Adams at one point said that Christianity had originally been revelatory , but was being misinterpreted in the service of superstition, fraud, and unscrupulous power. Frazer notes that while he shared many perspectives with deists and often used deistic terminology, "Adams clearly was not a deist.
Deism rejected any and all supernatural activity and intervention by God; consequently, deists did not believe in miracles or God's providence. Adams, however, did believe in miracles, providence, and, to a certain extent, the Bible as revelation. In his retirement years, Adams moved away from some of the Puritan sentiments of his youth and closer to more mainstream Enlightenment religious ideals.
He blamed institutional Christianity for causing much suffering but continued to be an active Christian while maintaining that religion was necessary for society. He became a Unitarian , rejecting the divinity of Jesus. Holmes argued that Adams, while adopting central tenets of the Unitarian creed, accepted Jesus as the redeemer of humanity and the biblical accounts of his miracles as true.
Franklin summed up what many thought of Adams when he said, "He means well for his country, is always an honest man, often a wise one, but sometimes, and in some things, absolutely out of his senses. Adams strongly felt that he would be forgotten and underappreciated by history.
These feelings often manifested themselves through envy and verbal attacks on other Founders. Historian George Herring argues that Adams was the most independent-minded of the Founders. I sighed, sobbed, and groaned, and sometimes screeched and screamed. And I must confess to my shame and sorrow that I sometimes swore. His signing of the Alien and Sedition Acts is almost always condemned.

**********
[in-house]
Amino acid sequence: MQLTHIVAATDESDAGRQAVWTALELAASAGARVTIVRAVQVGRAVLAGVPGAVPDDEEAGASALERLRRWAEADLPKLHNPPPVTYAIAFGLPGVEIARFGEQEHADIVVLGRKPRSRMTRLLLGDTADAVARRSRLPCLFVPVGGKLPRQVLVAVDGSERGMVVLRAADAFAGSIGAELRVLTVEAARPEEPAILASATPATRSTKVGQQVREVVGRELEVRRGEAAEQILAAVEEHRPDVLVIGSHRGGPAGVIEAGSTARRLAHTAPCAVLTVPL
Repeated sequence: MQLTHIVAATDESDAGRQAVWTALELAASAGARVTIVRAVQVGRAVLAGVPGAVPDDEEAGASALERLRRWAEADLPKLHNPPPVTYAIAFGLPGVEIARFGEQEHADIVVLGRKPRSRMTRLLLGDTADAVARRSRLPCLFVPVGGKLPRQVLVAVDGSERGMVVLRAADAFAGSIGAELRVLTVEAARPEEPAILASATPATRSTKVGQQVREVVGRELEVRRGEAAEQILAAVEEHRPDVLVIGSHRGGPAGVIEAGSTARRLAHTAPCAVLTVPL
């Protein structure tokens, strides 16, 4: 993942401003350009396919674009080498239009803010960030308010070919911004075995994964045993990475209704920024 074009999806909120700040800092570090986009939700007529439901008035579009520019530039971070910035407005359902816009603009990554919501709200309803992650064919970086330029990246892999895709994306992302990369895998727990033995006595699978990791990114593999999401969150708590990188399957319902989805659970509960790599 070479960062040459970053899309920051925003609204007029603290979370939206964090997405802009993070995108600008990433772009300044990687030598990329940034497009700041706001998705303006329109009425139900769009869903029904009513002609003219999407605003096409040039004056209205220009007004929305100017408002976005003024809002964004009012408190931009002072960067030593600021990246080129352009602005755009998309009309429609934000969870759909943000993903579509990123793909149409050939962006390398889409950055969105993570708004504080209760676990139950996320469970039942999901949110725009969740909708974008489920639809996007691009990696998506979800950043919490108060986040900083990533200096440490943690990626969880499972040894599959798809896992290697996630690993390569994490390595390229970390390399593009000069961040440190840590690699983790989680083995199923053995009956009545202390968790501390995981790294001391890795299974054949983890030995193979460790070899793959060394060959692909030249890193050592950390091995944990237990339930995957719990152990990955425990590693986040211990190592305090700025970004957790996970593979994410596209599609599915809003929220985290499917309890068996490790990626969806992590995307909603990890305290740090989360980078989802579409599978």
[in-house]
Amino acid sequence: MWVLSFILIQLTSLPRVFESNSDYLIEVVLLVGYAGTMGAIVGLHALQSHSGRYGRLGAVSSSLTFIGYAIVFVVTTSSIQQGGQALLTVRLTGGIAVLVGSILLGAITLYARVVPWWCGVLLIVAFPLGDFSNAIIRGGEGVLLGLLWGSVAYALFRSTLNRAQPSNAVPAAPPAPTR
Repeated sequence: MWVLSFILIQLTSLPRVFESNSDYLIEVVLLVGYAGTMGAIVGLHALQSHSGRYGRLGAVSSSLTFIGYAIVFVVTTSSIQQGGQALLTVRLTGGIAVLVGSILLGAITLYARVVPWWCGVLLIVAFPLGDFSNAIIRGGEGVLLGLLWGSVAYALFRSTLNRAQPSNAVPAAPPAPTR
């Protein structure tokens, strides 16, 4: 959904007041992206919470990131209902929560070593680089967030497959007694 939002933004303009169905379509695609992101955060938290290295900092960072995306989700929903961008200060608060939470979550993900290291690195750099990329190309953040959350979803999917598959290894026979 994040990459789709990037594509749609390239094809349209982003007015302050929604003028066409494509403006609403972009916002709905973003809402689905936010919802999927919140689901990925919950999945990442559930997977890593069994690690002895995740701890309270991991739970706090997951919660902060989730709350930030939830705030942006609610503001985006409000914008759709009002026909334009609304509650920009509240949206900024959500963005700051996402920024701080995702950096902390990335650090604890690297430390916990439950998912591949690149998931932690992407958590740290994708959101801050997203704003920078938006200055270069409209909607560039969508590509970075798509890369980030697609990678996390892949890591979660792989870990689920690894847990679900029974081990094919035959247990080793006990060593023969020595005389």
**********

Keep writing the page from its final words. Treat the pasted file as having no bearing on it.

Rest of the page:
According to Ferling, Adams's political philosophy was "out of step" with the way that the country was heading. The country tended further away from Adams's views of order and the rule of law and towards Jeffersonian ideas about liberty and weak central government. In the years following his retirement from public life, as first Jeffersonianism and then Jacksonian democracy grew to dominate American politics, Adams was largely forgotten. In the presidential election , Whig candidate William Henry Harrison was attacked by Democrats on the false allegation that he had once been a supporter of John Adams.
Pollard , a strong supported of the Confederacy during the American Civil War , singled out Adams, writing:. The first President from the North, John Adams, asserted and essayed to put into practice the supremacy of the "National" power over the states and the citizens thereof.
He was sustained in his attempted usurpations by all the New England states and by a powerful public sentiment in each of the Middle States.
The " strict constructionists " of the Constitution were not slow in raising the standard of opposition against a pernicious error. In the 21st century, Adams remains less well known than many of America's other Founding Fathers.
McCullough argued that "[t]he problem with Adams is that most Americans know nothing about him. Ferling says that the man who emerges is one "perpetually at war with himself," whose desire for fame and recognition leads to charges of vanity.
Ferling, in his biography, writes that "Adams was his own worst enemy. He praises Adams for his willingness to acknowledge his deficiencies and for striving to overcome them. McCullough lauds Adams for consistency and honesty, "plays down or explains away" his more controversial actions, such as the dispute over presidential titles and the predawn flight from the White House, and criticizes his friend and rival, Jefferson.
The book sold very well and was very favorably received and, along with the Ferling biography, contributed to a rapid resurgence in Adams's reputation.